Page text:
Why Indian companies need to focus on hiring more women in STEM fields

By Dr Kavitha Thangasami
November 13, 2022, Updated on : Sun Nov 13 2022 01:46:32 GMT+0000
Why Indian companies need to focus on hiring more women in STEM fields
For organisations in STEM areas, uplifting women must be a business priority and only then can there be change in existing cultural norms, organisational models and policies.
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More conversations about gender equity in STEM fields is always a good thing. But what’s at risk is all the ‘noise’ drowning out real action and progress.


Despite great progress being made by many companies across the world in hiring more women, a lot is yet to be done. Did you know that India is among the countries with a higher number of women graduates in STEM fields? As inspiring as it is, the reality is such that although 43% of STEM graduates are women, only 14% of them are employed in STEM fields. And over the years, the number of women in STEM fields and in the workforce in general, has reduced.


India’s labor force looks very different in 2022, compared to just two years ago. Women’s representation in the labor force has contracted, particularly in urban areas. While women’s labor force is 9.4% smaller, the contraction is only 1.6% for men. Most notably, about 3/4 th of the reduction was driven by the fall in urban women’s labor force participation.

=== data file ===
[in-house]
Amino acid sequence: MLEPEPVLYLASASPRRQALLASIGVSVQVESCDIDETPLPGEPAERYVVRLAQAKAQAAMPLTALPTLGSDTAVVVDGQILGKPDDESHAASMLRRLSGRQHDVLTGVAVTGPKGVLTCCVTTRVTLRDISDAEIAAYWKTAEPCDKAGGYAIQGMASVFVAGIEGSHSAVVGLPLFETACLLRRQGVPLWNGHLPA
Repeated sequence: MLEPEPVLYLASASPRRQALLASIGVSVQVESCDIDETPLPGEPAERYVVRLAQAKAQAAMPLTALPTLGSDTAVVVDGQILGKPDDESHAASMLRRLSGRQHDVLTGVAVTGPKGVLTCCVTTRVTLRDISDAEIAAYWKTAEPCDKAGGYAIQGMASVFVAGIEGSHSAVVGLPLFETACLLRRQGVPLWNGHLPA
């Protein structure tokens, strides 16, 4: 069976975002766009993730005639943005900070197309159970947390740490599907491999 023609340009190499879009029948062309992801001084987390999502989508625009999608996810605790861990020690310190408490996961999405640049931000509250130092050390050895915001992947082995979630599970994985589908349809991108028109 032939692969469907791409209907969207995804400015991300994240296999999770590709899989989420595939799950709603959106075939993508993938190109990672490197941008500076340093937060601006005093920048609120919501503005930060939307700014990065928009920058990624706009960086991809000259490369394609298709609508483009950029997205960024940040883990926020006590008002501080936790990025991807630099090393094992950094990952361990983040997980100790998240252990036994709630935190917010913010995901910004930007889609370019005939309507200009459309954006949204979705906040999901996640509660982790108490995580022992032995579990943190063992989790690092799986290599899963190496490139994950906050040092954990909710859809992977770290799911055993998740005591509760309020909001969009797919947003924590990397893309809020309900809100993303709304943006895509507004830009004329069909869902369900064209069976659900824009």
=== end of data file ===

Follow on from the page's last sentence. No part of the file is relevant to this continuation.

The stark reality is that, if gender equity initiatives continue as they exist, we probably won’t witness gender equity in our lifetimes. According to the World Economic Forum’s Global Gender Gap Report, gender parity will likely take 99.5 years to reach across 107 countries. There’s a lot of work to be done, a lot to challenge and a lot to change. But the first step to fixing a problem is recognising there is one.

Gender equity in hiring strategies

Equity is not just equality — it is the way organisations challenge existing structures to create better ones. While true gender equity is an ongoing process, there are movements at the organisational level that can be the harbinger of change. Initiatives focusing on equality ensure each employee is given access to the same resources, pay and opportunities. Equity on the other hand requires organisations to acknowledge that people of different genders have different circumstances that may work against them.